State legislature hears debate over an act regarding speedy trials

Published: May. 10, 2023 at 4:31 PM EDT
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AUGUSTA, Maine (WABI) - The Judiciary committee of the state legislature held a public hearing on LD 1771 or an act regarding speedy trials.

According to the legislature, this bill would establish time limits for the start of a defendant’s criminal trial and would provide remedies for when time limits have been violated.

Supporters of the bill say it would provide a solution to the backlog of trials in the state as well as protect individuals incarcerated who aren’t found guilty.

However, opposers of the bill voiced their concerns with time restraints specifically regarding homicide cases.

They say although it may be a lengthy process, each examination of every trial must be evaluated correctly and that takes time.

A representative for Attorney Walter McKee read a statement on his behalf and said, “what LD 1771 would do is set specific and important timelines.”

“This is a solution to the backlog problems that existed even before COVID and most importantly protects people who are incarcerated and spending long pre-trial delays in cases where they’re often times found not guilty or end up with credit for time served sentences that are longer than they ever should’ve been just because of how long they stayed in custody,” McKee said.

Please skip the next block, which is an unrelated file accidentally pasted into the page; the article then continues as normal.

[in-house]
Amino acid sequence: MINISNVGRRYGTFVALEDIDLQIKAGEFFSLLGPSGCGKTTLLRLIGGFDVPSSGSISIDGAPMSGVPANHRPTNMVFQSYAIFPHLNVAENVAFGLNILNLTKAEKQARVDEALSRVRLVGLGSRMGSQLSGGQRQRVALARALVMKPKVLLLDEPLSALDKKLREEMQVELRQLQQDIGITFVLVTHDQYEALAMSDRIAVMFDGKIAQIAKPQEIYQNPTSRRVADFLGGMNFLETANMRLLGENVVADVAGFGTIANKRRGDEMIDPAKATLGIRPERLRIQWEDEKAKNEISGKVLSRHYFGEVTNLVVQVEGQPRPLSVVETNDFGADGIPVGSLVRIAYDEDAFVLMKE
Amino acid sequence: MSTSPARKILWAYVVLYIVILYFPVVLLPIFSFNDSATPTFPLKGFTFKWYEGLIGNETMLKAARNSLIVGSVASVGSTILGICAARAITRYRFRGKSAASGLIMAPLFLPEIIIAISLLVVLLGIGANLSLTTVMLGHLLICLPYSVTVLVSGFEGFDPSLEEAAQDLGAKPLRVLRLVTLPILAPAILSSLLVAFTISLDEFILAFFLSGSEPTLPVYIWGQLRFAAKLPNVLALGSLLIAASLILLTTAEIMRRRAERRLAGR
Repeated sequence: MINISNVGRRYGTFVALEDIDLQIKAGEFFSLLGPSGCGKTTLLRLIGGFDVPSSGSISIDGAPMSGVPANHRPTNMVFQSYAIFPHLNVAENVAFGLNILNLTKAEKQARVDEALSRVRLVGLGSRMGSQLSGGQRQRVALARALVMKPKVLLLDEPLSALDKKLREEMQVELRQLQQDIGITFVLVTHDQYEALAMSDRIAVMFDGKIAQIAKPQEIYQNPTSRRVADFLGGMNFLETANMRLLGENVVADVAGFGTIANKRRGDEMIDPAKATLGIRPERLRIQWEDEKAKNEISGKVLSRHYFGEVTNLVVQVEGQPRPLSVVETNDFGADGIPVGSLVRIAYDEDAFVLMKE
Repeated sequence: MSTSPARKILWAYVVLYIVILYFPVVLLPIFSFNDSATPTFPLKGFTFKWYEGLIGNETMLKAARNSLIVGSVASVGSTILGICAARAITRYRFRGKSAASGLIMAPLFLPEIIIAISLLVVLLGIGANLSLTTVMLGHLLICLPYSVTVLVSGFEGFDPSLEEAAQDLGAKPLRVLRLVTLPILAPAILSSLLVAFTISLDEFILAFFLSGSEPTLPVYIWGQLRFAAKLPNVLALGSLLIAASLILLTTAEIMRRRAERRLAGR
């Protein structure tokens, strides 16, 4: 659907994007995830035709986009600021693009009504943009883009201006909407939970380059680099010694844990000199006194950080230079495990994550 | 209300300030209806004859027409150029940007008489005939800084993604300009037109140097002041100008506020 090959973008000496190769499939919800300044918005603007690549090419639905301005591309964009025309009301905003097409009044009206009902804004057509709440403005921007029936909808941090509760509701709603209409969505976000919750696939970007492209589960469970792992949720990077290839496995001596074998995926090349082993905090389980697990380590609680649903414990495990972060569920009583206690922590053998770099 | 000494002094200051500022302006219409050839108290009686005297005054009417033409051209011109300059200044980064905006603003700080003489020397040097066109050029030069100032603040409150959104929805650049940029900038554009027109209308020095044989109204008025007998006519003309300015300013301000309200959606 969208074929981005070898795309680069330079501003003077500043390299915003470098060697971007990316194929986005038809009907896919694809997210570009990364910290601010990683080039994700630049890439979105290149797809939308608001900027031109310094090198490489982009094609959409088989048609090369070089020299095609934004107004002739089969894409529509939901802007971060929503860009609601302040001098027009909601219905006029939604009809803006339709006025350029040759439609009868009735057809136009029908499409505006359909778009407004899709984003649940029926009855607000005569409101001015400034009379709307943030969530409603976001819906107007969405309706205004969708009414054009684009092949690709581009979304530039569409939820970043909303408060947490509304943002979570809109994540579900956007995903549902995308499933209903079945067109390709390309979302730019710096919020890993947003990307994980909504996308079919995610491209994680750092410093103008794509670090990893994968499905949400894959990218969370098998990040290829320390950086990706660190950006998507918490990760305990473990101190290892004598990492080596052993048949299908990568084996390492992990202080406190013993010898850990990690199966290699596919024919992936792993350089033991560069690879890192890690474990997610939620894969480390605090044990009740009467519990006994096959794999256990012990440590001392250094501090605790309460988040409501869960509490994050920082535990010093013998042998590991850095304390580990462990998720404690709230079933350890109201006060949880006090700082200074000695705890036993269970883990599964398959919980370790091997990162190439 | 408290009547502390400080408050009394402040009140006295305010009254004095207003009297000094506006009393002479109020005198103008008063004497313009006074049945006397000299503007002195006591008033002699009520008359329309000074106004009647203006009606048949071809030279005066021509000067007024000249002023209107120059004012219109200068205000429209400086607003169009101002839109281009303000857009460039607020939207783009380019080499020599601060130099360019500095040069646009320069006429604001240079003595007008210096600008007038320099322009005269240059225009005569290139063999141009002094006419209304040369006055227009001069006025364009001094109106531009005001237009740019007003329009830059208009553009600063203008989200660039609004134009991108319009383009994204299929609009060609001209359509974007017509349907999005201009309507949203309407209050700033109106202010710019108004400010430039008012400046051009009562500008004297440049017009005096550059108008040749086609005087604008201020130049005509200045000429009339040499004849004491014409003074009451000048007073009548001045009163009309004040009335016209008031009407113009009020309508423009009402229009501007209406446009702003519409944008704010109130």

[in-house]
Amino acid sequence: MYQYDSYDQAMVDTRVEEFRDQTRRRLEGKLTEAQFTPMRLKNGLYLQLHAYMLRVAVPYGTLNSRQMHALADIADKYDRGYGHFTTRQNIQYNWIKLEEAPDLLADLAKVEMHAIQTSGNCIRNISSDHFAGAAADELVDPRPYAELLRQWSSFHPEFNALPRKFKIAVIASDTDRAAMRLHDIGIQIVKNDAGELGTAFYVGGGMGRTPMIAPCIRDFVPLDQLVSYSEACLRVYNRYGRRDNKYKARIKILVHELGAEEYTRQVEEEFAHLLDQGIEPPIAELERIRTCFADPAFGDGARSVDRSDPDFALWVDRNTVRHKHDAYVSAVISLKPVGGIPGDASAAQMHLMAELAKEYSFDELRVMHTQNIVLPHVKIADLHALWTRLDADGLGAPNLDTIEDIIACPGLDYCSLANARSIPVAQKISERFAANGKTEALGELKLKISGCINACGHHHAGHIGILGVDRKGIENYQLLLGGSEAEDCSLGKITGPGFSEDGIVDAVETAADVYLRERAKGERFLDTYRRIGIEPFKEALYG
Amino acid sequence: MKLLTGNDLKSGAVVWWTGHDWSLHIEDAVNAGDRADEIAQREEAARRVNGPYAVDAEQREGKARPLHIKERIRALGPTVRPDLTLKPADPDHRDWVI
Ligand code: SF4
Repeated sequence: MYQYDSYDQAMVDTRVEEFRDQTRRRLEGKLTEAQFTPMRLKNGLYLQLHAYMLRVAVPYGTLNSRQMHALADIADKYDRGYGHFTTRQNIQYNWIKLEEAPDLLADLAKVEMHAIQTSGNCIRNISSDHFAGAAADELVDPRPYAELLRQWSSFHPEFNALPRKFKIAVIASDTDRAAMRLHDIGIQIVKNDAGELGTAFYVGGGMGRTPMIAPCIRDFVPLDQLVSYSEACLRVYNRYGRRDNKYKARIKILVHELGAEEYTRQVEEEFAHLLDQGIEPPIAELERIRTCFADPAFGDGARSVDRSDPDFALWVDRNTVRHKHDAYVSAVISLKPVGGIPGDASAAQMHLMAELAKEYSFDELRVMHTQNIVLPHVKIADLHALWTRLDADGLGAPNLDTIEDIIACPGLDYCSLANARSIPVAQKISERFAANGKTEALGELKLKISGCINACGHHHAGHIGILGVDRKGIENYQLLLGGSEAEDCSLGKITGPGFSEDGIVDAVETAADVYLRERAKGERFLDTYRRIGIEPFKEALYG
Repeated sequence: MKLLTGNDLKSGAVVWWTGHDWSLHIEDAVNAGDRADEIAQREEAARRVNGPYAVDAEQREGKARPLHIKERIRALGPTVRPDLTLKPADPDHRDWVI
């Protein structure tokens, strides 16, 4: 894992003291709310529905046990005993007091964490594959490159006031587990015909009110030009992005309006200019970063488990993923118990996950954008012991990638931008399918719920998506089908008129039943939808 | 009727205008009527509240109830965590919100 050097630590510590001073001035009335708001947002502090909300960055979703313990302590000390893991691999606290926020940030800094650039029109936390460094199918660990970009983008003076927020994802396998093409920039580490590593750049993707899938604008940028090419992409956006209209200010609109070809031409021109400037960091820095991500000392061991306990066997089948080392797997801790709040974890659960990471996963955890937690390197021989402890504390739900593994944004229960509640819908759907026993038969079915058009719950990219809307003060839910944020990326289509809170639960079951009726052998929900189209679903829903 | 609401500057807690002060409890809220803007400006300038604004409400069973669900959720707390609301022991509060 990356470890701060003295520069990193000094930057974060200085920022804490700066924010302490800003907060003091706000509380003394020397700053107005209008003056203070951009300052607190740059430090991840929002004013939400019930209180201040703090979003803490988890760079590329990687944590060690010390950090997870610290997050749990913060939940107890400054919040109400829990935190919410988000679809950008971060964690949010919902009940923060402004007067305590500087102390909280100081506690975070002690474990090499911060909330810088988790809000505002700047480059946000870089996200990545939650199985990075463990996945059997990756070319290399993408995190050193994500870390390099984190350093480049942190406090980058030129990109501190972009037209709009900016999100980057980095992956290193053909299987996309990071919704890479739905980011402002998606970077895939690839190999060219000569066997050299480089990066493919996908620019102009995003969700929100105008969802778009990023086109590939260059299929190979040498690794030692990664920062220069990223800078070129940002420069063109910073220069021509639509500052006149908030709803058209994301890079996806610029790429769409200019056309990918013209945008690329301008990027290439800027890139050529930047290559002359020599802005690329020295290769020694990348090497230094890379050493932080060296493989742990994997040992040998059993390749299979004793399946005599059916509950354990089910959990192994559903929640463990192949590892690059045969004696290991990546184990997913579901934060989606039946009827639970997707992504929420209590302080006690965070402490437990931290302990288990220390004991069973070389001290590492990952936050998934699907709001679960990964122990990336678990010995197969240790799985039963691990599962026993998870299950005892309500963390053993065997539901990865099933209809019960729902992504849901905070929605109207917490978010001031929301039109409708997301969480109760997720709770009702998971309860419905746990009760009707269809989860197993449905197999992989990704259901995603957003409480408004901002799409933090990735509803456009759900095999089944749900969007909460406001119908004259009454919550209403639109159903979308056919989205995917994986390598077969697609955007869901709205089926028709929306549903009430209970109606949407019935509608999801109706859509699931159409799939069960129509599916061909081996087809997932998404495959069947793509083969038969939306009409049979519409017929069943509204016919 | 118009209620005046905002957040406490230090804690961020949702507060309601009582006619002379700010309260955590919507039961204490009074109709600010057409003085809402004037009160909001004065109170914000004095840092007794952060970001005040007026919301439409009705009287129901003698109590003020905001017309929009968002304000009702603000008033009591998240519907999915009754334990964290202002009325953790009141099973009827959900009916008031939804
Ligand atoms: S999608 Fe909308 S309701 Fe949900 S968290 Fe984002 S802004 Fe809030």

Michael Zabarsky, lieutenant of the Maine State Police Lab voiced concerns over time limits that the bill would propose.

He said their concerns would be understood best if lawmakers considered how homicide cases are conducted in the state.

“Our goal at the lab is to complete homicide evidence examinations in each section and meet with investigators and prosecutors about those results in 180 days to six months,” said Zabarsky. “Currently we struggle to meet that goal since we’re operating at capacity. If this bill were to pass, our lab will need to complete exams for each item of evidence in each section of the lab in less than half the time regardless of the number of items delivered for processing.”

Lawmakers will decide on the bill later.